Growing up in Zambia, Joan Dellavalle saw discrimination first-hand. “In Zambia you can’t get a job just with good grades, by interviewing well or by being good at what you do,” says Dellavalle. “Landing a good job happens when you have connections, status, it’s based on your tribe and family name and on who you know,” she adds.
For years she watched as her father and other family members struggled to find jobs. Then, after her father became ill with AIDS, she also witnessed how much stigma the family faced, and how he finally lost his job due to the prejudice before he died in 1992. “I was in high school at the time, and we experienced real poverty after his passing. That’s when I knew Zambia was never going to be my home forever,” says Dellavalle.
So in 2011, age 23, she left Zambia and migrated to Perth to study fashion. “I wanted to have my own fashion business with a social purpose.”
To pay for her school fees and keep a roof over her head, she worked as a housekeeper, in a factory, and in a nursing home.
Two months after arriving in Perth she walked into a hair salon for a wash and blow dry. “I quickly realised they didn’t know how to treat Afro-textured coily or kinky hair. I had three stylist touch and look through my hair for almost 30 minutes, in a way that made me feel uncomfortable, only to tell me that they couldn’t help me. I left the hair salon feeling sad from the experience and I realised that not many hairdressers know how to deal with my type of hair.”
Then and there she decided instead of chasing her dream as a fashion designer she would instead become a hairdresser and open an inclusive space where people of all race, colour, and culture would not feel as she did, that having a different type and style of hair is not something to be ashamed of, but an opportunity to learn more about diversity.
She dropped out of college and began looking for an apprenticeship – only to find no-one would take her on. So she began braiding in her living room to build up a client base and save money. By 2004, she was able to open a space in Perth’s CBD and begin her hairdressing career. That space was named Ebony and Ivory.
Dellavalle hired a senior stylist who took on all the paid clientele and simultaneously taught her how to cut, colour and style all hair types. This way she began learning hairdressing, completed her four-year apprenticeship while also completing a TAFE Certificate III in hairdressing and travelled to the US for short courses on African-textured hair methods.
By the third year, she’d employed more senior stylists and had offered apprenticeships to 10 aspiring hairdressers from diverse backgrounds. Dellavalle also imparted to them her knowledge of treating and braiding African- textured hair.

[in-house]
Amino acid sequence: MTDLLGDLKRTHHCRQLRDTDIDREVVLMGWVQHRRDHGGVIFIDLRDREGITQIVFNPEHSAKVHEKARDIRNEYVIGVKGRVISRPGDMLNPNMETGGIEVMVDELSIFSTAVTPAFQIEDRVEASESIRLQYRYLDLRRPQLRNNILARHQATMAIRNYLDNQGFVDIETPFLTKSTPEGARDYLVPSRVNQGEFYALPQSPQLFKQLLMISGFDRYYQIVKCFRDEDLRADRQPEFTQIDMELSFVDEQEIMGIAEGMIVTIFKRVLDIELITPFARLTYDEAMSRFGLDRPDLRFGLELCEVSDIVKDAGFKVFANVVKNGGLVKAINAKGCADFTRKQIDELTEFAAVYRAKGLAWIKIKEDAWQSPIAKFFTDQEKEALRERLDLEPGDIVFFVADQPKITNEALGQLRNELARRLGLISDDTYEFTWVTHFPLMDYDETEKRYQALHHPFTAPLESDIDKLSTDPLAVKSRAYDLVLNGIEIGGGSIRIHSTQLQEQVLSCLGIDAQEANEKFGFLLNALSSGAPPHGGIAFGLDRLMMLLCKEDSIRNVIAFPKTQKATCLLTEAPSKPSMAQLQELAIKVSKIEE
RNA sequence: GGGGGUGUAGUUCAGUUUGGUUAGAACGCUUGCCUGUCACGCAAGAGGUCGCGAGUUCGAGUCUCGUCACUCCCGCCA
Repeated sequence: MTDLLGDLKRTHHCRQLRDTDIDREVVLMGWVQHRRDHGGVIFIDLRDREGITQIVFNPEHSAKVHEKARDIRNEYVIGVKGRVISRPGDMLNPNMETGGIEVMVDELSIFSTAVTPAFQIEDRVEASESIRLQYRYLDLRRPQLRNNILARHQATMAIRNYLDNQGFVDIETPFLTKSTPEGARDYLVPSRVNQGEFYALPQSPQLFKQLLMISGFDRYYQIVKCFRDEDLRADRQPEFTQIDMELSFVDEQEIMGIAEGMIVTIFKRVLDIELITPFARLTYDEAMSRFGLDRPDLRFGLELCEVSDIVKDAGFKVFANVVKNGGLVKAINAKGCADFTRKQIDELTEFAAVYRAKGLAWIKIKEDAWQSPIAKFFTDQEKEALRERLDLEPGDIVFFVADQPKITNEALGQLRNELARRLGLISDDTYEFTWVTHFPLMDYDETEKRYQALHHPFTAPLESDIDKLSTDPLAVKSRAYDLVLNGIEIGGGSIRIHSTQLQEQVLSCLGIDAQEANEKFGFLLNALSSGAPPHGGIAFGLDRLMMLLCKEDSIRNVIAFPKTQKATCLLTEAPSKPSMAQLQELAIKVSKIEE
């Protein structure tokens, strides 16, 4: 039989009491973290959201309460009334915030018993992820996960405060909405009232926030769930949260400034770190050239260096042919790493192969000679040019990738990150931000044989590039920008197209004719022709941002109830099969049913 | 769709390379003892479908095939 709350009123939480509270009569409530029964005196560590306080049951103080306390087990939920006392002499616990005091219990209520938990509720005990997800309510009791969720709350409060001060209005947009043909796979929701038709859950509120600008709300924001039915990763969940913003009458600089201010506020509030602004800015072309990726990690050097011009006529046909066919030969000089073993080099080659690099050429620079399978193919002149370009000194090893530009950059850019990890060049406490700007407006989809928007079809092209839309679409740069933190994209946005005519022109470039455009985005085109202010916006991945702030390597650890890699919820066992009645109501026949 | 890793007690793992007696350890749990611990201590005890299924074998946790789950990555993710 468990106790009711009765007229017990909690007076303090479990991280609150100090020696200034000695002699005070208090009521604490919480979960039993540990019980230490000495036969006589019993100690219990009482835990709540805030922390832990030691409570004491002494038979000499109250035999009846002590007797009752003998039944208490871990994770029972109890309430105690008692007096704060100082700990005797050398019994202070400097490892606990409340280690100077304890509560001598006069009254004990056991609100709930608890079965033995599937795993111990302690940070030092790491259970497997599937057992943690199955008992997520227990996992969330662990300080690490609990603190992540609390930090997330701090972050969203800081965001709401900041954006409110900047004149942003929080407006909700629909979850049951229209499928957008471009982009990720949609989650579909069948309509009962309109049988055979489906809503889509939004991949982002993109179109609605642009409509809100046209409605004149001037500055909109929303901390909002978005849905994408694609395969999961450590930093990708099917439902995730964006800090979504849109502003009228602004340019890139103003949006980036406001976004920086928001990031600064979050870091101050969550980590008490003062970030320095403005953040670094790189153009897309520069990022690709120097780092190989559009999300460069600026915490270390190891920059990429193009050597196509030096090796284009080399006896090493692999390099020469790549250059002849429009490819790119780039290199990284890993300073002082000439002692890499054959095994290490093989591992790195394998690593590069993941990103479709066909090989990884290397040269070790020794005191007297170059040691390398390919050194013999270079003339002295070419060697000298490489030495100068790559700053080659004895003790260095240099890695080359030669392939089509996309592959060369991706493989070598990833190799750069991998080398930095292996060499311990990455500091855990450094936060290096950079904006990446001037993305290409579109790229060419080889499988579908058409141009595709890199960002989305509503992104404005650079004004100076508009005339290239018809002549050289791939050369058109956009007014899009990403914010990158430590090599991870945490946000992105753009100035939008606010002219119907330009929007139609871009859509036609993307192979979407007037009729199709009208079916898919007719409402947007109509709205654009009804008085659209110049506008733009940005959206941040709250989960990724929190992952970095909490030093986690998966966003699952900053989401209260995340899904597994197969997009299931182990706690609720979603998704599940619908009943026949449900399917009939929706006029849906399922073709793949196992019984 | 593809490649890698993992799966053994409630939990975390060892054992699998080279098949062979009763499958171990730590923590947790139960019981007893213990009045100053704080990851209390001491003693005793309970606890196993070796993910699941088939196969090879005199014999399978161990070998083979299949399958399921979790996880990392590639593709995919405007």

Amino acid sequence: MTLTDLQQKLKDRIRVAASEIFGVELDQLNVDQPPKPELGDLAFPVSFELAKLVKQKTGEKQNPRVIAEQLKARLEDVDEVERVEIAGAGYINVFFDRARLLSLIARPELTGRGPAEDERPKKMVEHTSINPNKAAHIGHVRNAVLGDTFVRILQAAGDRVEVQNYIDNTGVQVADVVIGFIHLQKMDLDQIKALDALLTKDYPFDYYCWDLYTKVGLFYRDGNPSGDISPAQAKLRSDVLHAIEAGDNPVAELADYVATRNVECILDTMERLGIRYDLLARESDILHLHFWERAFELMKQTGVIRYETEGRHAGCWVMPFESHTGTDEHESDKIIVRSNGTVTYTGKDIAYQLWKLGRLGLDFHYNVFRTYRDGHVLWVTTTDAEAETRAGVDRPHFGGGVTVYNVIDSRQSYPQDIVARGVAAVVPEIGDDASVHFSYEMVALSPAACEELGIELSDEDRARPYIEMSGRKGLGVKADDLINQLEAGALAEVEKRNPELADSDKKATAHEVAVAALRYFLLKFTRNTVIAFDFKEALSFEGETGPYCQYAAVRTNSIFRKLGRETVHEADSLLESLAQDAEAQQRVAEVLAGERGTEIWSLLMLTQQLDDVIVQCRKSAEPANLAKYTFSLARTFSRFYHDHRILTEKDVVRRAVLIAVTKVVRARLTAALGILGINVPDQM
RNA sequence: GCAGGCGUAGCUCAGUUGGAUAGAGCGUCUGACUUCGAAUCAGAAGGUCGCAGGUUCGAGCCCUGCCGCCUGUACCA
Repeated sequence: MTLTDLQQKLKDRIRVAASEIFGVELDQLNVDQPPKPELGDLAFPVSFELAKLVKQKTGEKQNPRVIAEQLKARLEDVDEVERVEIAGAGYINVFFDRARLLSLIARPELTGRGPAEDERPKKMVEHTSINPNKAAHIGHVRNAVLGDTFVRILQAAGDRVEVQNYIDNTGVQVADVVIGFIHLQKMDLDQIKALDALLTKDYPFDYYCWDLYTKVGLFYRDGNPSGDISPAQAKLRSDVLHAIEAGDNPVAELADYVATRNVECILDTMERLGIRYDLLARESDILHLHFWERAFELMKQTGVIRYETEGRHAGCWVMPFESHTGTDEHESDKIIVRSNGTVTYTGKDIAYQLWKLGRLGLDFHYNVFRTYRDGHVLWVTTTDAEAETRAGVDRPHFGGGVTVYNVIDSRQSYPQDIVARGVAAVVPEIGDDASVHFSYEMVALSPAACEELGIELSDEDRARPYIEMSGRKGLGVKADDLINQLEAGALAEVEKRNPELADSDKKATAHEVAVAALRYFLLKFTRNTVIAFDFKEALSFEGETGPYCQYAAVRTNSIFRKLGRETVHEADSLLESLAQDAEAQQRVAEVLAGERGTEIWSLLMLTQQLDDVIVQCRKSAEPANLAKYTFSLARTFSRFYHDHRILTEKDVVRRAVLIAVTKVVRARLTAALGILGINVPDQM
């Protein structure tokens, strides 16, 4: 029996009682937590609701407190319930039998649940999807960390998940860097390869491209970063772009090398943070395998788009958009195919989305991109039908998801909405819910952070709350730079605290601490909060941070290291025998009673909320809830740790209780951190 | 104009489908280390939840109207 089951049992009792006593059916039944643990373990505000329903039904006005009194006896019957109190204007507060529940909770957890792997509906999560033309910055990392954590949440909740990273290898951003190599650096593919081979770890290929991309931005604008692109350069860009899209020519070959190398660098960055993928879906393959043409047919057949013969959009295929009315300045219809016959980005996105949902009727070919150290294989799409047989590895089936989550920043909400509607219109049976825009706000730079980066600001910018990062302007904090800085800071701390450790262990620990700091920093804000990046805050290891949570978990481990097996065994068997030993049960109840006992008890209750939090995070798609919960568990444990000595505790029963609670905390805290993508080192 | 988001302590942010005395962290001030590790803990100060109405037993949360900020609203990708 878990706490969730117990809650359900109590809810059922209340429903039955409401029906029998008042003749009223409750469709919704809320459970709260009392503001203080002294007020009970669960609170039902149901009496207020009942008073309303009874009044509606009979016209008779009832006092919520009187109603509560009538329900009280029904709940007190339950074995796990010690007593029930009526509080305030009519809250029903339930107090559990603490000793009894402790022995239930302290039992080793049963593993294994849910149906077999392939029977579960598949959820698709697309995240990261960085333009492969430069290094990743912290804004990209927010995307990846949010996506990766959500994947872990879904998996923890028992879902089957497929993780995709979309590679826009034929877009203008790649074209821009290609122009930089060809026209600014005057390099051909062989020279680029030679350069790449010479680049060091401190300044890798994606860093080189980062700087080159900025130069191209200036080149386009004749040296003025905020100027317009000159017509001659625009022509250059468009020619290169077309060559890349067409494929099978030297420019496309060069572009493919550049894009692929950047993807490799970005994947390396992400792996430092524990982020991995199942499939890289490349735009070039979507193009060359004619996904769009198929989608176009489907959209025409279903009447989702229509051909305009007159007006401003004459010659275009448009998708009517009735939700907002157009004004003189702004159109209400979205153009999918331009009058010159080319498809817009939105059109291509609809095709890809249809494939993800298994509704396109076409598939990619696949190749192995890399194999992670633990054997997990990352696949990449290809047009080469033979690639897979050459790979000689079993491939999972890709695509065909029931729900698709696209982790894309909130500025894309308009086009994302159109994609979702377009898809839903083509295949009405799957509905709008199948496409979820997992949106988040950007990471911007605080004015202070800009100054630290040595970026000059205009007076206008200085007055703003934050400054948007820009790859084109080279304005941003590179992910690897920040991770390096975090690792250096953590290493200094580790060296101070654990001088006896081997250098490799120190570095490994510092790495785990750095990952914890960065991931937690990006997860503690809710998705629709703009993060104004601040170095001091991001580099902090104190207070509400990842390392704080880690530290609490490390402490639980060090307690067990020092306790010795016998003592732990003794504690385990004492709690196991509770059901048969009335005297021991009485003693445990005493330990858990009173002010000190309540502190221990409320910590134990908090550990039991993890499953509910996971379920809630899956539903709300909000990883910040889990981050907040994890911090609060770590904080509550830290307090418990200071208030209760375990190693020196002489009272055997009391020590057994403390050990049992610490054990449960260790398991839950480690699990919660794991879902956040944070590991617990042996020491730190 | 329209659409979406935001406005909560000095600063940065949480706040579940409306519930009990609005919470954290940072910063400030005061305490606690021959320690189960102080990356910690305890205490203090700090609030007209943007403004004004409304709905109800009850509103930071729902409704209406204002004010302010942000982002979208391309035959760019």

It was important to Dellavalle that all those who worked with her had an interest not just in hair but in the people under the hair dryer. “Hair salons are a grapevine of stories, and a place to understand more about what’s happening ‘out there’,” she says.
“Two types of stories generally come out in a hair salon from clients – one of inspiration and the other of challenges – the latter often of how young people are lacking positive role models and the opportunity to learn about diversity, difference and hear an alternative perspective.”
After years of listening to such countless, remarkable stories, she was reminded of how in Zambia, she would spend time with the Elders, listening as they shared their knowledge and wisdom. “Every weekend in Zambia I would go to the hair salon and hear the Elder women tell their stories. I learned about the power of listening, of possibilities, of accepting, of being open to difference which made me an empathic person.”
Realising the power of storytelling, she created the Ebony and Ivory Masterclasses and Mentoring Program, to create a safe space for sharing stories, exchanging wisdom and supporting each other.
Since 2017, she has run life skills Masterclasses for young people aged from five to 21 to learn about diversity, inclusion and leadership through collaborations including with BN Collective – a youth initiative that inspires community leadership.
She has also held several Ebony and Ivory speaking events with role models such as Florence Drummond, CEO of Indigenous Women in Mining and Resources Australia (IWIMRA); and Mei Yong, founder of Turban Chopsticks, who didn’t let difference get in their way of achieving their dreams. The women share their knowledge on business, finance and growth.
In the future she plans to offer more online courses including in New Zealand and register her foundation, so funds can be used to support children in her home country of Zambia, Australia, Bali and Uganda.
Her aim is to help young people develop life and professional business skills through ongoing education, so they can create their own businesses.